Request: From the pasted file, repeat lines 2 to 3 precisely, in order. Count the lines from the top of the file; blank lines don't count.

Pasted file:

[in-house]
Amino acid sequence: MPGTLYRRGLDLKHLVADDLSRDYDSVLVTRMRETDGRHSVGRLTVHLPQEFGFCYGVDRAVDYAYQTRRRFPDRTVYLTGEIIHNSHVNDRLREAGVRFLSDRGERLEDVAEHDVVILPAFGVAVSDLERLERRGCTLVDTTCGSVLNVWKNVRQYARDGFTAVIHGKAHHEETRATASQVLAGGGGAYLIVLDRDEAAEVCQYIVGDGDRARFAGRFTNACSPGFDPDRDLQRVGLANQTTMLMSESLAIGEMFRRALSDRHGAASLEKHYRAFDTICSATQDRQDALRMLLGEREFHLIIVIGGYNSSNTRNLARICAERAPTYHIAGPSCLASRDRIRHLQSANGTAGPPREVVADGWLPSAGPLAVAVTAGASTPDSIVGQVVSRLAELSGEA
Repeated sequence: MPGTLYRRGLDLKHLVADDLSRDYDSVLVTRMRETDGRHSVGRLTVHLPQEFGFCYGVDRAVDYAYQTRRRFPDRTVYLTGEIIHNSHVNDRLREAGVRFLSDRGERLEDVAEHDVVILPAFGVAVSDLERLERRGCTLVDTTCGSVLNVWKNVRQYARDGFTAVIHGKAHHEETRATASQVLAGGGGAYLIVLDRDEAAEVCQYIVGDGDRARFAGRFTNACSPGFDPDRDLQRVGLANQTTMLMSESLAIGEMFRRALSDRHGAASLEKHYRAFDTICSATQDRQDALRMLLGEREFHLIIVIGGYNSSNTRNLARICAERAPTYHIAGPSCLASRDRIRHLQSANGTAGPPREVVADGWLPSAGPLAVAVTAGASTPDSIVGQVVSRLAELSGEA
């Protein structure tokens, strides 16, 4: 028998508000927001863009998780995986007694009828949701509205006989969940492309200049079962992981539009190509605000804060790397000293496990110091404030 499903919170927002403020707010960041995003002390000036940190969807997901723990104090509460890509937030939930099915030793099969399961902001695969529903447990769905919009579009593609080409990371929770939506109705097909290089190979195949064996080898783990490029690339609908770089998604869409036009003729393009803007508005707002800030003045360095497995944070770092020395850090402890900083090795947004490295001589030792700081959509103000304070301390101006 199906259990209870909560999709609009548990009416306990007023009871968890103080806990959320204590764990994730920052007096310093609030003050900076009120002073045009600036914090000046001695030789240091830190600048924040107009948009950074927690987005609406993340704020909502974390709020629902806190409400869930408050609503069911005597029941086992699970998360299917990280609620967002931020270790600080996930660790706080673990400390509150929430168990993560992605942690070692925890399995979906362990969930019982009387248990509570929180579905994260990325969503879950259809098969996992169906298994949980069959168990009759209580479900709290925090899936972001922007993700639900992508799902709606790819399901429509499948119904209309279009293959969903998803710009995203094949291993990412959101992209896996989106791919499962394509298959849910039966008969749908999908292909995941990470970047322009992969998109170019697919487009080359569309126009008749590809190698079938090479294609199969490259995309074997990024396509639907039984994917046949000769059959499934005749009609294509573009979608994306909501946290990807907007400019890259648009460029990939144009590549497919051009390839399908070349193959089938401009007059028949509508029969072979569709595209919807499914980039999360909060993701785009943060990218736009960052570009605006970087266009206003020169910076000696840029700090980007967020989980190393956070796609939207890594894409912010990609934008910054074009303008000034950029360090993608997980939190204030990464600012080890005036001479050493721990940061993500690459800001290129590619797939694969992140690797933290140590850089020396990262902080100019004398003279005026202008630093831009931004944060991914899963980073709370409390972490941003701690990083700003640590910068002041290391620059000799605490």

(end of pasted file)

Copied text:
Amino acid sequence: MPGTLYRRGLDLKHLVADDLSRDYDSVLVTRMRETDGRHSVGRLTVHLPQEFGFCYGVDRAVDYAYQTRRRFPDRTVYLTGEIIHNSHVNDRLREAGVRFLSDRGERLEDVAEHDVVILPAFGVAVSDLERLERRGCTLVDTTCGSVLNVWKNVRQYARDGFTAVIHGKAHHEETRATASQVLAGGGGAYLIVLDRDEAAEVCQYIVGDGDRARFAGRFTNACSPGFDPDRDLQRVGLANQTTMLMSESLAIGEMFRRALSDRHGAASLEKHYRAFDTICSATQDRQDALRMLLGEREFHLIIVIGGYNSSNTRNLARICAERAPTYHIAGPSCLASRDRIRHLQSANGTAGPPREVVADGWLPSAGPLAVAVTAGASTPDSIVGQVVSRLAELSGEA
Repeated sequence: MPGTLYRRGLDLKHLVADDLSRDYDSVLVTRMRETDGRHSVGRLTVHLPQEFGFCYGVDRAVDYAYQTRRRFPDRTVYLTGEIIHNSHVNDRLREAGVRFLSDRGERLEDVAEHDVVILPAFGVAVSDLERLERRGCTLVDTTCGSVLNVWKNVRQYARDGFTAVIHGKAHHEETRATASQVLAGGGGAYLIVLDRDEAAEVCQYIVGDGDRARFAGRFTNACSPGFDPDRDLQRVGLANQTTMLMSESLAIGEMFRRALSDRHGAASLEKHYRAFDTICSATQDRQDALRMLLGEREFHLIIVIGGYNSSNTRNLARICAERAPTYHIAGPSCLASRDRIRHLQSANGTAGPPREVVADGWLPSAGPLAVAVTAGASTPDSIVGQVVSRLAELSGEA